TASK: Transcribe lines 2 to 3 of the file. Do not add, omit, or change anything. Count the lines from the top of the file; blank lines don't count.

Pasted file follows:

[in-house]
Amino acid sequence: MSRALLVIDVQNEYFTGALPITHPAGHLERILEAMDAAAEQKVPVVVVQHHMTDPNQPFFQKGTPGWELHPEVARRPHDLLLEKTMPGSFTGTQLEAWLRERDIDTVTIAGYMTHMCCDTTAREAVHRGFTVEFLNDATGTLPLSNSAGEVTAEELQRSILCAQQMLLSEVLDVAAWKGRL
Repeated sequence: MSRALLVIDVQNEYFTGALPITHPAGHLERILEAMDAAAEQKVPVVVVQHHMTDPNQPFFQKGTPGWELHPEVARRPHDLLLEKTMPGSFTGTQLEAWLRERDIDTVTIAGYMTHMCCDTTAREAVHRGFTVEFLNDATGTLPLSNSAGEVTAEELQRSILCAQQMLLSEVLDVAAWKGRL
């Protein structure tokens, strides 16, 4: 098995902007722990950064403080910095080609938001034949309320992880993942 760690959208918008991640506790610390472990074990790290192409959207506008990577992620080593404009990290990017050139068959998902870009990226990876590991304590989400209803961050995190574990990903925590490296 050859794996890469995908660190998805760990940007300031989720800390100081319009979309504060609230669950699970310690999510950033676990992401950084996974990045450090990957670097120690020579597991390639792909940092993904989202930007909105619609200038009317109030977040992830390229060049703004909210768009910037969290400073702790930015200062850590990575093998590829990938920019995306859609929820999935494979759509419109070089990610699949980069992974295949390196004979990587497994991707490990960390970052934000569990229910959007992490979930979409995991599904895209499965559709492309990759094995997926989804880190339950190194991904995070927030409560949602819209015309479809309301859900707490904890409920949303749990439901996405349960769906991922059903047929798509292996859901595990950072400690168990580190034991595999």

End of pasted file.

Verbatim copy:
Amino acid sequence: MSRALLVIDVQNEYFTGALPITHPAGHLERILEAMDAAAEQKVPVVVVQHHMTDPNQPFFQKGTPGWELHPEVARRPHDLLLEKTMPGSFTGTQLEAWLRERDIDTVTIAGYMTHMCCDTTAREAVHRGFTVEFLNDATGTLPLSNSAGEVTAEELQRSILCAQQMLLSEVLDVAAWKGRL
Repeated sequence: MSRALLVIDVQNEYFTGALPITHPAGHLERILEAMDAAAEQKVPVVVVQHHMTDPNQPFFQKGTPGWELHPEVARRPHDLLLEKTMPGSFTGTQLEAWLRERDIDTVTIAGYMTHMCCDTTAREAVHRGFTVEFLNDATGTLPLSNSAGEVTAEELQRSILCAQQMLLSEVLDVAAWKGRL